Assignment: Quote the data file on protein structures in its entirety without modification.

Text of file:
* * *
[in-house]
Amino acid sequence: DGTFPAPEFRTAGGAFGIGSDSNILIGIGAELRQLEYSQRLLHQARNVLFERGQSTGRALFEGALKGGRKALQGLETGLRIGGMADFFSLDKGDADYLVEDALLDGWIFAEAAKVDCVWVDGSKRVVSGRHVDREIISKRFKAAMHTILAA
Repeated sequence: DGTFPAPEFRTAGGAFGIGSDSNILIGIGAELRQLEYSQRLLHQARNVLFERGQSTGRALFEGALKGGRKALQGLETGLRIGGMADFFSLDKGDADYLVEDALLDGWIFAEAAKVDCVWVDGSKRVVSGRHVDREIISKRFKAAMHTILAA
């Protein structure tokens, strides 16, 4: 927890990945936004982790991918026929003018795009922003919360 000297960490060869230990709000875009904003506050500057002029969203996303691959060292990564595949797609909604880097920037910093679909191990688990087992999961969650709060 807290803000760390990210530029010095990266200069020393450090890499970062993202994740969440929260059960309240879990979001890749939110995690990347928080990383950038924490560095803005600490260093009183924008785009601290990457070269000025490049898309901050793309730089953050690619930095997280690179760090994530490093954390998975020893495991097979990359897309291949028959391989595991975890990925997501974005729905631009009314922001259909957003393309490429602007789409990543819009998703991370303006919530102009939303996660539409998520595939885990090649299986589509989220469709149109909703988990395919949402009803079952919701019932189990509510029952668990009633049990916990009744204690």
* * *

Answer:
[in-house]
Amino acid sequence: DGTFPAPEFRTAGGAFGIGSDSNILIGIGAELRQLEYSQRLLHQARNVLFERGQSTGRALFEGALKGGRKALQGLETGLRIGGMADFFSLDKGDADYLVEDALLDGWIFAEAAKVDCVWVDGSKRVVSGRHVDREIISKRFKAAMHTILAA
Repeated sequence: DGTFPAPEFRTAGGAFGIGSDSNILIGIGAELRQLEYSQRLLHQARNVLFERGQSTGRALFEGALKGGRKALQGLETGLRIGGMADFFSLDKGDADYLVEDALLDGWIFAEAAKVDCVWVDGSKRVVSGRHVDREIISKRFKAAMHTILAA
């Protein structure tokens, strides 16, 4: 927890990945936004982790991918026929003018795009922003919360 000297960490060869230990709000875009904003506050500057002029969203996303691959060292990564595949797609909604880097920037910093679909191990688990087992999961969650709060 807290803000760390990210530029010095990266200069020393450090890499970062993202994740969440929260059960309240879990979001890749939110995690990347928080990383950038924490560095803005600490260093009183924008785009601290990457070269000025490049898309901050793309730089953050690619930095997280690179760090994530490093954390998975020893495991097979990359897309291949028959391989595991975890990925997501974005729905631009009314922001259909957003393309490429602007789409990543819009998703991370303006919530102009939303996660539409998520595939885990090649299986589509989220469709149109909703988990395919949402009803079952919701019932189990509510029952668990009633049990916990009744204690």